Travis Kalanick, the controversial co-founder and one-time chief executive of Uber, is launching a new investment fund “ve called the” 10100 Fund.
According to an announcement on his Twitter account, the new money is concentrated in “large-scale job creation.”
Investment areas are to include real estate, e-commerce and emerging innovations in China and India.
It’s the systematization of run that Kalanick had been conducting softly with boards , nonprofits and through investments in young companies.
It’s likely that Kalanick will invest in startups in that magic number between 10 and 100 employees( the magical growth stage for startup companies ).
We’ve reached out to Kalanick for comment and will update this once we hear back.
One user on Twitter pointed out that Kalanick might want to rethink the name of the new money. While the term resonates in startupland — among truckers the term entails something entirely different.
Whatever the brand, Kalanick now has a lot of fund at his disposal to play around with.
If the reports were accurate, Kalanick was up to sell nearly one-third of his ownership posture in the ridesharing giant he built. Given the SoftBank Group valuationof $48 billion for Uber( a huge discount from its last fundraising valuation )~ ATAGEND, that would mean the 29 percent stake that Kalanick was looking to sell would be worth about $1.4 billion.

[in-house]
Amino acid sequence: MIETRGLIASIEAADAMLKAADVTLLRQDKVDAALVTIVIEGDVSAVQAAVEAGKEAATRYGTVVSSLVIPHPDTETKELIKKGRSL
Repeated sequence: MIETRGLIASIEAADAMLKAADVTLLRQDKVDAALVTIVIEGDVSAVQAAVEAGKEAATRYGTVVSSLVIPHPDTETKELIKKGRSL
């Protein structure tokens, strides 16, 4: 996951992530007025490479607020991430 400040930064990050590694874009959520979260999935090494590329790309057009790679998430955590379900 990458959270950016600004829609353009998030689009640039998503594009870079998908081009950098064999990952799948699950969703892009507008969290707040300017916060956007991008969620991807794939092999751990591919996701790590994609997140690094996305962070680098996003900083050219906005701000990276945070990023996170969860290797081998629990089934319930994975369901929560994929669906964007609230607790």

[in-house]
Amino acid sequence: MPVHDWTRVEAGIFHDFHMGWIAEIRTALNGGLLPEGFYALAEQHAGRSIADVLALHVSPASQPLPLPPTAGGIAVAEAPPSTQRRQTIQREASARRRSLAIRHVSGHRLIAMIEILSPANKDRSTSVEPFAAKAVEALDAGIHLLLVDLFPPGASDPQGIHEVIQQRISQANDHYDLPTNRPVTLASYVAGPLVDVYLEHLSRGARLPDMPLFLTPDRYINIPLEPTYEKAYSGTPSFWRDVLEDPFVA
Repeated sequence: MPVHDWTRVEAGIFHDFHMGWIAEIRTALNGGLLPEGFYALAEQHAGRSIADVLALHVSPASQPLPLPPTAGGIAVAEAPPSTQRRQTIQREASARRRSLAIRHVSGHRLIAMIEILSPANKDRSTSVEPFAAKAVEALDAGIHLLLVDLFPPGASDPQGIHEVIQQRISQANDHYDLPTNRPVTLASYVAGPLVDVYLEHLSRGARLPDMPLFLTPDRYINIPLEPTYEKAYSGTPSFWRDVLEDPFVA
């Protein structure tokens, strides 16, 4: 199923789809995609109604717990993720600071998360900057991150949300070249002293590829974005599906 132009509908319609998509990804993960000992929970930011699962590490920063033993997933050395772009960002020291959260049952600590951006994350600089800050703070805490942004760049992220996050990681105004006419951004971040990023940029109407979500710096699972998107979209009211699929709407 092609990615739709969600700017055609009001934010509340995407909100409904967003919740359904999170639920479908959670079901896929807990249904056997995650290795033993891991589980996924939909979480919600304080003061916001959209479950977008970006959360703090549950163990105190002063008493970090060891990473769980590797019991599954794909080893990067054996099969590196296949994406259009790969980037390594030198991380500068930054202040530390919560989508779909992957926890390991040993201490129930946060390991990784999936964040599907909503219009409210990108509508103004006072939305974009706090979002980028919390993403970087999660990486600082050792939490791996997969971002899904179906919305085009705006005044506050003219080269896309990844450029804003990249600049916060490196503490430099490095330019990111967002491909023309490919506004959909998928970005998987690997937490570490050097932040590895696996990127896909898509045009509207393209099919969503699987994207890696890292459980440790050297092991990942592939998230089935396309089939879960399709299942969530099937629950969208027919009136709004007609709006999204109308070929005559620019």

Kalanick resigned from Uber last June but remains on the company’s board of directors and held a 10 percent stake in the ridesharing company.
As we noted in our initial reporting, Kalanick stands to become a billionaire if the sale goes through, but the bargain also is notable because he claimed during the Vanity Fair New Establishment Summit in October 2016 that he has never sold a single Uber share, even though he was still paying the mortgage on his home.
Kalanick has gone through a bumpy year in 2017. Uber was rocked by sexual harassment allegations, suits over intellectual property stealing and Justice Department investigations. The Uber co-founder also had to endure personal misfortune, as well.
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